Yesterday while I dried my hair, Loaf pulled the shower curtain to one side and disappeared into the bathtub.

This is not really unusual. She often climbs in to retrieve one of her bath toys. What was unusual is that she emerged a minute or so later completely naked. Switching off the blow dryer, I turned to look at her.

Me: Why did you take off your clothes?
Loaf: ::Proudly:: I peed, Mommy!
Me: You . . . peed? Where? In your diaper?
Loaf: Nooooo. Right dere.
::points to tub::
I look in the tub to see a lovely little puddle of yellow pooled on the tubmat close to the faucet. Her sleeper and bone dry diaper are rumpled on the opposite end of the tub.
Me: Loaf, why did you pee pee there?
Loaf: ::ignoring me:: Mommy! I go pee pee!
Me: Yes, I get that part. But why THERE? That’s not the toilet. This ::pointing across the room:: is the toilet. This is where you should pee.
Loaf: Noooooo. Not dere! Here!

The debate as to which bathroom appliance was most appropriate for relieving oneself went for another minute or so before I ended it with a firm “please do not pee in the bathtub again.”

I suppose I should be . . . happy?? I mean, this is a sign of willingness to pee somewhere other than a diaper, right?

That’s my story and I’m stickin’ to it.


Wednesday, March 19, 2008

Wordless Wednesday: Tantrum


Middle of a tantrum

Kicking the floor and everything

Click here to see more Wordless Wednesday posts.

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Monday, March 17, 2008

An overdue role reversal

Last week when I was working, Mark invited two fathers and their children over for an afternoon of play.

While the six children (four girls, including our two, plus two boys) disassembled my house room by room played, the dads shot pool and (are you ready for this?) . . . baked brownies.

Yep, that’s right. Three dads. In our kitchen. At 2 p.m. on a Tuesday. Baking. Brownies.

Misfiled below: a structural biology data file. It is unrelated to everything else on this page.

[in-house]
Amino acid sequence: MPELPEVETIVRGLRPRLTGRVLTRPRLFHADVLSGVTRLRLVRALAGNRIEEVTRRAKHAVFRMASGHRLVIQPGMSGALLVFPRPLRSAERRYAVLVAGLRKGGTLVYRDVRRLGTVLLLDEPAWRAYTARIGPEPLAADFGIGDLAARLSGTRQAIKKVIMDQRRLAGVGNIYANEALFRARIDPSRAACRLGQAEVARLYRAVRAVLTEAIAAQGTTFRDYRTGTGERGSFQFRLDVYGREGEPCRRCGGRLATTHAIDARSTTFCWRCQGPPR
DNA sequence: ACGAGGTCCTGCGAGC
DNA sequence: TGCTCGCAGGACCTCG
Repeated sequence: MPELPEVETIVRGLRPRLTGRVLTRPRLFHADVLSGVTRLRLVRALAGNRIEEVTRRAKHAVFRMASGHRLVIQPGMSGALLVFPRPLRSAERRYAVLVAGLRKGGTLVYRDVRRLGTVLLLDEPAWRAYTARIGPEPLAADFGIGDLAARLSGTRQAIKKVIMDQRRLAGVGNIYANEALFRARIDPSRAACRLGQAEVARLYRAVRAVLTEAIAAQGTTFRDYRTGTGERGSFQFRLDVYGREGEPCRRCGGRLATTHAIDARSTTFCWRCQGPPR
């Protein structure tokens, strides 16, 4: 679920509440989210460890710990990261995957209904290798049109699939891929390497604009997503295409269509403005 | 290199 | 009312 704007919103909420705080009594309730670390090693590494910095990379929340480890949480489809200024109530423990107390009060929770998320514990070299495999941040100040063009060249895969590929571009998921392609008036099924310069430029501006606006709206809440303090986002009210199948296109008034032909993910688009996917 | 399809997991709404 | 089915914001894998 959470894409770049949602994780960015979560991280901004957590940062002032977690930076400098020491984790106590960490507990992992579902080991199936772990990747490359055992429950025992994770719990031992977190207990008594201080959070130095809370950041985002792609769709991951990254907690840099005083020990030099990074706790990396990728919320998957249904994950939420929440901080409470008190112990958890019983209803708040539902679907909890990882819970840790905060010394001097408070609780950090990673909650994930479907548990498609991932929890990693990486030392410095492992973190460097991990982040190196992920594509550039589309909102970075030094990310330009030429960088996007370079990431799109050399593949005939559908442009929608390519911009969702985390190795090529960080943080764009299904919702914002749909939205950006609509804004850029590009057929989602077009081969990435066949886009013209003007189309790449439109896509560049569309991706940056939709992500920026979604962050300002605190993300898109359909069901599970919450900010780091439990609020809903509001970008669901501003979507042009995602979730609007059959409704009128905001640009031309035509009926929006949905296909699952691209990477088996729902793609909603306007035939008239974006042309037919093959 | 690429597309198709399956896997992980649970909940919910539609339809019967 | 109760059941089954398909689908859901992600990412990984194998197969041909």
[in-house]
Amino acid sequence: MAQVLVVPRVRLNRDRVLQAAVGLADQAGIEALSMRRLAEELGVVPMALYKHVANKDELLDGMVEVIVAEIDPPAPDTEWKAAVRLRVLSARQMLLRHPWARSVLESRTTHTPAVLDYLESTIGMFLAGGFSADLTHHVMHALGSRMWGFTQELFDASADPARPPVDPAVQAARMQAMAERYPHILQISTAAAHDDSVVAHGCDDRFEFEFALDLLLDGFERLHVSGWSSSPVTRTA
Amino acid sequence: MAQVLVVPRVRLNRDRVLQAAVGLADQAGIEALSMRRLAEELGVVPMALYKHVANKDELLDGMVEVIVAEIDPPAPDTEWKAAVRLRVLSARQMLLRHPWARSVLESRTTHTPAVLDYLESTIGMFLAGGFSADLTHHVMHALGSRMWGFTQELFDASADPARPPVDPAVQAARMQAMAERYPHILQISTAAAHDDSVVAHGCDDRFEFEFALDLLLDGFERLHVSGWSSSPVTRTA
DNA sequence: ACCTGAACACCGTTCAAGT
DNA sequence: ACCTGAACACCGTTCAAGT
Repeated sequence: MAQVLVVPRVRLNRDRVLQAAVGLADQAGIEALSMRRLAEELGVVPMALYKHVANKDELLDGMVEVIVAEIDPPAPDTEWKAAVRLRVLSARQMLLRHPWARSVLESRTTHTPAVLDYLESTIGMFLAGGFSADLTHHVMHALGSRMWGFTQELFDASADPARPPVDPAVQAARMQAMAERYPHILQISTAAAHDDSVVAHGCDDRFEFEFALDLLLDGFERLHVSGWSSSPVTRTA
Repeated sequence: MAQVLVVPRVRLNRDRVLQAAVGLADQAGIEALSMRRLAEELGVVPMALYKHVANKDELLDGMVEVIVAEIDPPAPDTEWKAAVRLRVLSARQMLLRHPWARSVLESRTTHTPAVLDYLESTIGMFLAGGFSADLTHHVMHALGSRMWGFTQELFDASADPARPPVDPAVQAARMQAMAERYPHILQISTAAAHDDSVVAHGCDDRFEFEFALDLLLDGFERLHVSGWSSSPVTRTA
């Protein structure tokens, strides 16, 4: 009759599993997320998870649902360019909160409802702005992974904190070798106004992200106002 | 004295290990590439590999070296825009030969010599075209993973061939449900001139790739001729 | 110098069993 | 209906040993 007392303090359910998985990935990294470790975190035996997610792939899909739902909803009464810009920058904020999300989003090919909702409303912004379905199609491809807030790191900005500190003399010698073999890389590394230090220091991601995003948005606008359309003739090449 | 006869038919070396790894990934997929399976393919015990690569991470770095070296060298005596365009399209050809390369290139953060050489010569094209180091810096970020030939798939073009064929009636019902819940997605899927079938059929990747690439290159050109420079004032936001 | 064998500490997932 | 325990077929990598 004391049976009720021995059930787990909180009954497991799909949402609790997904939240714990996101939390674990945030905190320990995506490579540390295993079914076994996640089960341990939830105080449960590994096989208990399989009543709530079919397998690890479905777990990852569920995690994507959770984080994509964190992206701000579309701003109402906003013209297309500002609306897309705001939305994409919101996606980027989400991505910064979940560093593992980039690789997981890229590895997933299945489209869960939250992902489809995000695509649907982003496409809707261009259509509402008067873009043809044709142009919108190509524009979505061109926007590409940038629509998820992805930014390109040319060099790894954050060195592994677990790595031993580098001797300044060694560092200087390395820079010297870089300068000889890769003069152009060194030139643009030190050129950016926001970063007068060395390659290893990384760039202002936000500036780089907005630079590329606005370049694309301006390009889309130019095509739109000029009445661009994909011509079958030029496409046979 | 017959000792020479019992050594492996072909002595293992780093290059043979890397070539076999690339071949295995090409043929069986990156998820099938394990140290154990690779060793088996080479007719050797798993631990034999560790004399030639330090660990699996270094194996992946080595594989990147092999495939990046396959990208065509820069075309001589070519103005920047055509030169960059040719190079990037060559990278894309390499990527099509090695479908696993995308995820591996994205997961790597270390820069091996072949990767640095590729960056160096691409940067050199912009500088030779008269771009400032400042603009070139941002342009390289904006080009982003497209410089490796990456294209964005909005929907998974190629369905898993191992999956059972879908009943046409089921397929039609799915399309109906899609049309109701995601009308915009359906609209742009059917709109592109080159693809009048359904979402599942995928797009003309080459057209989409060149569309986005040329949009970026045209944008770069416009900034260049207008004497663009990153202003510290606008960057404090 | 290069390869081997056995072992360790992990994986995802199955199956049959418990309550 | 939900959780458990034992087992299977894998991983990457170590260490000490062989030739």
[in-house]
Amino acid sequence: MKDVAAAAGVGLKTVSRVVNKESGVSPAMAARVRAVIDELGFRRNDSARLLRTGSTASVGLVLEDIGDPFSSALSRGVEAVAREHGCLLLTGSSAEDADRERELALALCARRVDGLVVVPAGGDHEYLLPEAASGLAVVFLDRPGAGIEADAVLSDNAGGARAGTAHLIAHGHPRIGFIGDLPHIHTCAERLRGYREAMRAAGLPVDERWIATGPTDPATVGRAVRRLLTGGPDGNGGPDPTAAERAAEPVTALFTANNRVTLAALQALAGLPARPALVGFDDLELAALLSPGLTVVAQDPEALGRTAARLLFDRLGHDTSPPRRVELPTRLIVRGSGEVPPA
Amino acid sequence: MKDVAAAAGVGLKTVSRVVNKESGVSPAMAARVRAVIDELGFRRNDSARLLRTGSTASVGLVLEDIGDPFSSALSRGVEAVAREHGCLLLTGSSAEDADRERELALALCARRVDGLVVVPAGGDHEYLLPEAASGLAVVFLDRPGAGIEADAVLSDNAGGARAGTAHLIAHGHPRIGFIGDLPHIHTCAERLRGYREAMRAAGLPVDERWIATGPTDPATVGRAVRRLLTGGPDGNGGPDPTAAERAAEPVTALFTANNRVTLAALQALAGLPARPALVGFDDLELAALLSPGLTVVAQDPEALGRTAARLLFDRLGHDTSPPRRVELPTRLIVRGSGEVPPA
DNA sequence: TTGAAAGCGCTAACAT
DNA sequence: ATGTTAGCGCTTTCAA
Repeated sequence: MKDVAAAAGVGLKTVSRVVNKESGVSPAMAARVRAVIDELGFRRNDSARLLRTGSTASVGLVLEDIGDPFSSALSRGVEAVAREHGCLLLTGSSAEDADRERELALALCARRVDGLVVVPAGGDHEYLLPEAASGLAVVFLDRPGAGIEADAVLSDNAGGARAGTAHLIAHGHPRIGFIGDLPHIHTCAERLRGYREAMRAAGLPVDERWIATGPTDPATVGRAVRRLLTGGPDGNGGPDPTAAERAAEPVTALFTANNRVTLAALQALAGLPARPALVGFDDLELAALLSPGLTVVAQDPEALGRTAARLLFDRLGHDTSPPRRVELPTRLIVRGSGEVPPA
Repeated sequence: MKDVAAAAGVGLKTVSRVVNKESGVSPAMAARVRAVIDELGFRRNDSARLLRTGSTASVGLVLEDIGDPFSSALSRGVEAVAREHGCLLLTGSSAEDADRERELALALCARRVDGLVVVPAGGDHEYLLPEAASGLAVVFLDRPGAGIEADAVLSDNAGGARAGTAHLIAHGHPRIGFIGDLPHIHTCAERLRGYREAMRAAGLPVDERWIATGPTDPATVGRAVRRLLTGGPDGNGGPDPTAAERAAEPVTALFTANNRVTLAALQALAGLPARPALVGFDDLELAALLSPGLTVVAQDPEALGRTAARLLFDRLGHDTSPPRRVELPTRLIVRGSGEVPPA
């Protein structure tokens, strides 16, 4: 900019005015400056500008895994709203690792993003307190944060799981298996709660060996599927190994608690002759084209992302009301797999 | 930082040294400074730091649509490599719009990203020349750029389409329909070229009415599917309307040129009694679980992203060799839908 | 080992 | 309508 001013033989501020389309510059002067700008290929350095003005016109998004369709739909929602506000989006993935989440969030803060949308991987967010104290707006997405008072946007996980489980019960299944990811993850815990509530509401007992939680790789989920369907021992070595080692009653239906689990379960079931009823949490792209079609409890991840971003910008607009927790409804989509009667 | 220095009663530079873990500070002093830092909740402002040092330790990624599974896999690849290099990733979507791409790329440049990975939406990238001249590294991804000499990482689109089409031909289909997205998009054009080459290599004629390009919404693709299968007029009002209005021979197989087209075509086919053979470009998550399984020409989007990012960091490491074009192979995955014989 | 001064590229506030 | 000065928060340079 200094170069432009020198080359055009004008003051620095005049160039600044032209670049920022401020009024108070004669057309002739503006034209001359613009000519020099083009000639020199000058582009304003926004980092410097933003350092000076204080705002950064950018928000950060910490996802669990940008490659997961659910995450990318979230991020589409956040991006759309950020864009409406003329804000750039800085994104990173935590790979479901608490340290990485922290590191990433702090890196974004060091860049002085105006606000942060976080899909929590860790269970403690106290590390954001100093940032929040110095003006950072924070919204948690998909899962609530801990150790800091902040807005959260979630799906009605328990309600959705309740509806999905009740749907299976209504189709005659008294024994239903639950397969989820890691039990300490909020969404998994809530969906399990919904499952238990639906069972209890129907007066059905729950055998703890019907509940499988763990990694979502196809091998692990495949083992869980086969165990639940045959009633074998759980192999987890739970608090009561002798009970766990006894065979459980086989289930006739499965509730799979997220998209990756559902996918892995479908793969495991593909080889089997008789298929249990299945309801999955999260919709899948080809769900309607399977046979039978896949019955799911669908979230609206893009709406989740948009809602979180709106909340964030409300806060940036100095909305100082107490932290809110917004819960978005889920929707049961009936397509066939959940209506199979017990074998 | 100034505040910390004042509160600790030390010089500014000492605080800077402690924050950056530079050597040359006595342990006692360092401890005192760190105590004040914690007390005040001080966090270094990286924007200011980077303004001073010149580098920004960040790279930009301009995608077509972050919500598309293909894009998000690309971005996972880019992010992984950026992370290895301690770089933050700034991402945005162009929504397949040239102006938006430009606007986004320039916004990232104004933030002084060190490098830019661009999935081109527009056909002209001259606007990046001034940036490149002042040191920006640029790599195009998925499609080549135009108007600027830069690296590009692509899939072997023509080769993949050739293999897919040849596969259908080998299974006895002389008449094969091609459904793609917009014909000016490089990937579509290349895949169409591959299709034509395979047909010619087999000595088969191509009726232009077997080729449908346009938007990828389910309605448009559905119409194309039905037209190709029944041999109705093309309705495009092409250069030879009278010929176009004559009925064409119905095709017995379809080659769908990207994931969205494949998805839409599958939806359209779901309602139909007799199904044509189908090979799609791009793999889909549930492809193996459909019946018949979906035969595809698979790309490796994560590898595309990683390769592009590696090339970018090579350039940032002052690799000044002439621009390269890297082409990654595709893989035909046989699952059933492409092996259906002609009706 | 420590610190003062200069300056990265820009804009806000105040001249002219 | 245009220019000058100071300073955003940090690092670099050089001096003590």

I don’t mean to make fun of this event. In fact, I think it’s incredibly cool that right there in our little New Jersey town there is a growing contingent of families with, shall we say, modern work and child-care arrangements.

As you may know, Mark and I both work part-time and share child -care so whoever is not working on a given day has the kids. One of the other dads who was there works full-time, but in a hospital where he logs nights and weekends. He cares for the kids on certain weekdays while his wife works a part-time job. And the third dad is full-time stay-at-home-father. His wife leaves the house in the wee hours of the morning and does not return until dinner.

I find it cool and inspiring that these “alternative” child-care arrangements are becoming more common. It sure has taken long enough to get to this point. As little as five years ago, the scene that unfolded in my kitchen would never have happened outside of silly movies staring Tom Selleck, Ted Danson and that other guy whose name I can’t remember.

Five years ago, when Mark and I first started telling people what we planned to do the reactions were interesting. Everyone had encouraging words, but it was clear that not everyone truly felt enthusiastic. A fair number gave us a skeptical head tilt and a “that’s interesting” expression even as they said things like, “oh, that’s cool.”

Now when we talk about our arrangement, people zestfully praise us and often say something like, “I wish my company would let me do that.”